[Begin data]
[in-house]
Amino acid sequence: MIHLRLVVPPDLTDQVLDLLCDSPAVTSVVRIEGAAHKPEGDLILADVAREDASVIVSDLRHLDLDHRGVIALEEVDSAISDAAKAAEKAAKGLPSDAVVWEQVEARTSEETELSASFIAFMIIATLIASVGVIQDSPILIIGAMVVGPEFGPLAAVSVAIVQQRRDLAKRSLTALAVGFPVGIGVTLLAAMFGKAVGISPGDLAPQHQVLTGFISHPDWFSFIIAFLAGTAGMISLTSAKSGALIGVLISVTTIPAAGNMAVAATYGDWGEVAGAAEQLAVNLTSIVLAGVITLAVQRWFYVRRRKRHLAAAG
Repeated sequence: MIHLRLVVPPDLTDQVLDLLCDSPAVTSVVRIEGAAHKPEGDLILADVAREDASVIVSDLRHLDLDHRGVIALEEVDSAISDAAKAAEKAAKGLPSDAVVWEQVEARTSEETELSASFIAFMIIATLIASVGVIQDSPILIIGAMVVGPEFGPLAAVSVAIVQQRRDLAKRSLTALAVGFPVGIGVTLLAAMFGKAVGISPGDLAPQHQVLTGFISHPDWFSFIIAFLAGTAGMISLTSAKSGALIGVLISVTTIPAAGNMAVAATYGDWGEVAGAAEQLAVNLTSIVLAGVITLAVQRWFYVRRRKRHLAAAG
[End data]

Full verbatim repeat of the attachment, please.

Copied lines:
[in-house]
Amino acid sequence: MIHLRLVVPPDLTDQVLDLLCDSPAVTSVVRIEGAAHKPEGDLILADVAREDASVIVSDLRHLDLDHRGVIALEEVDSAISDAAKAAEKAAKGLPSDAVVWEQVEARTSEETELSASFIAFMIIATLIASVGVIQDSPILIIGAMVVGPEFGPLAAVSVAIVQQRRDLAKRSLTALAVGFPVGIGVTLLAAMFGKAVGISPGDLAPQHQVLTGFISHPDWFSFIIAFLAGTAGMISLTSAKSGALIGVLISVTTIPAAGNMAVAATYGDWGEVAGAAEQLAVNLTSIVLAGVITLAVQRWFYVRRRKRHLAAAG
Repeated sequence: MIHLRLVVPPDLTDQVLDLLCDSPAVTSVVRIEGAAHKPEGDLILADVAREDASVIVSDLRHLDLDHRGVIALEEVDSAISDAAKAAEKAAKGLPSDAVVWEQVEARTSEETELSASFIAFMIIATLIASVGVIQDSPILIIGAMVVGPEFGPLAAVSVAIVQQRRDLAKRSLTALAVGFPVGIGVTLLAAMFGKAVGISPGDLAPQHQVLTGFISHPDWFSFIIAFLAGTAGMISLTSAKSGALIGVLISVTTIPAAGNMAVAATYGDWGEVAGAAEQLAVNLTSIVLAGVITLAVQRWFYVRRRKRHLAAAG